“I picked the best person I knew and the best person I could find,” Steven Grossman said of Barbara L’Italien.
Outgoing representative gets Treasury post
Grossman defends L’Italien as savvy, respected official
Treasurer-elect Steven Grossman has begun to round out his senior leadership team, tapping a top-ranking House Democrat who lost her reelection bid and two former campaign workers to join his administration at the Treasury in January.
Grossman, who will succeed Treasurer Timothy P. Cahill, announced yesterday that he had hired Barbara L’Italien, vice chairwoman of the House Ways and Means Committee, to become his director of government affairs.
L’Italien, a four-term state representative and former social worker from Andover, will earn $100,000 a year.
“I’ve known Steve Grossman to be a man of incredible character and was intrigued by the idea of being his government affairs person. I think that position will involve interfacing with the governor, the speaker, and Senate president, and I think I can do a very good job working on his behalf to push his agenda forward,’’ L’Italien said yesterday.
Ousted from her seat three weeks ago by Republican Jim Lyons, L’Italien said last week that she had a strong interest in remaining in public service, indicating that she would have a hard time walking away from her “eight-year investment in government and policy.’’
Grossman later confirmed that he was in discussions with the Andover Democrat about potential roles for her in the Treasury.
L’Italien said Grossman, who defeated state Representative Karyn Polito on Nov. 2, called her a few days after the election to gauge her interest in joining his team.
“I think Barbara is an uncommonly talented individual,’’ Grossman said yesterday. “I think Barbara has earned the respect of legislative leaders on both sides of the building, as well as the executive. I think she’s earned the respect of municipal leaders, mayors, and others she’s come in contact with and, frankly, I can’t think of a better person to be our key liaison to the Senate, the House, the executive branch, and to mayors and other municipal officials than Barbara L’Italien.’’
The Massachusetts Republican Party last week was highly critical of the potential hiring of L’Italien, arguing that it was another example of Democrats ignoring voters to take care of their own.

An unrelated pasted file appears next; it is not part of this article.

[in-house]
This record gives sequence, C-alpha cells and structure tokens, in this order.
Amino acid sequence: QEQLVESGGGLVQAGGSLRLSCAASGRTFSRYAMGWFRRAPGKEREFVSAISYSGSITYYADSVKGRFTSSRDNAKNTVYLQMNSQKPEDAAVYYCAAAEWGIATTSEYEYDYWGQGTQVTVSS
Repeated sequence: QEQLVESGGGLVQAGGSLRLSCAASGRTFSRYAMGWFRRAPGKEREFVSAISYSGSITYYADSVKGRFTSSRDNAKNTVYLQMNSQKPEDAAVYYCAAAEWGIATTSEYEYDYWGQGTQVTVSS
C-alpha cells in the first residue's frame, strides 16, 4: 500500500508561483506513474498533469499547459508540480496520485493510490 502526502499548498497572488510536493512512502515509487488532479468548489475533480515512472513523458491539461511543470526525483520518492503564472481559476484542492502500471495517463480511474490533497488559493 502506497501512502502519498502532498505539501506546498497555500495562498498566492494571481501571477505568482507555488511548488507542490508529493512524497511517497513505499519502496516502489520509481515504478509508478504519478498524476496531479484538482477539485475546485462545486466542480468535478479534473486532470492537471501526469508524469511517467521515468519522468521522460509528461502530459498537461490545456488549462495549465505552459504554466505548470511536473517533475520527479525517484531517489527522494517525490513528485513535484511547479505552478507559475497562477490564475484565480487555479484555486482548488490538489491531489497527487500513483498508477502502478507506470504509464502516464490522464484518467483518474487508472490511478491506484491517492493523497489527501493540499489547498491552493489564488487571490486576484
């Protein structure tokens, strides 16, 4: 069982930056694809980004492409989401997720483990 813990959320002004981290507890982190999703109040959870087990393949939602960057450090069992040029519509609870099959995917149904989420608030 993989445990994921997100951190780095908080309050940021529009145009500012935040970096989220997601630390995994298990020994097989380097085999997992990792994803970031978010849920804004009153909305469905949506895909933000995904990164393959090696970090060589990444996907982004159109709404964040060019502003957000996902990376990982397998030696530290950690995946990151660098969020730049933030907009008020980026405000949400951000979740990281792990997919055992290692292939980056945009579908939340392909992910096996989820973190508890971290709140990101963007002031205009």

“Voters in 12 districts dismissed their incumbent Democrat representatives in favor of new leadership and ideas. Now we see the ‘Democrat machine’ in action finding them jobs, and only in state government does being fired actually mean a higher salary and bigger pension,’’ said Jennifer Nassour, chairwoman of the state’s Republican Party. “These types of self-serving shenanigans are exactly the reason state government finances are a mess and taxes continue to climb.’’
L’Italien defended her hiring, saying that despite losing her bid for reelection she had been one of the “most productive’’ lawmakers on Beacon Hill over the past session, working for her constituents while helping to guide the state through a tough budget cycle. She was the highest ranking of 12 incumbent Democrats to lose their seats.
“I think I have a strong resume that will only strengthen Steve Grossman’s team,’’ L’Italien said.
Asked about potential criticism for hiring L’Italien, Grossman credited her with having an “innovative and imaginative’’ approach to government.
“I picked the best person I knew and the best person I could find. And that was it. As I said I called her, she didn’t call me. That’s how much I think of Barbara, and that’s how much I’m thrilled she accepted this position,’’ Grossman said.
Grossman also named Quincy native Francis Orlando, the 25-year-old political director of his campaign, as deputy director of government affairs and 62-year-old Al Gordon, his campaign policy and communications director, as director of policy.
Gordon, like L’Italien, will earn $100,000 in his new role, according to Grossman, while Orlando will receive a salary of $60,000 a year.
Grossman said the hires fall within the current structure of the Treasury where there is a three-person government affairs team, and he said he intends to live within the Treasury’s budget as he makes future personnel decisions.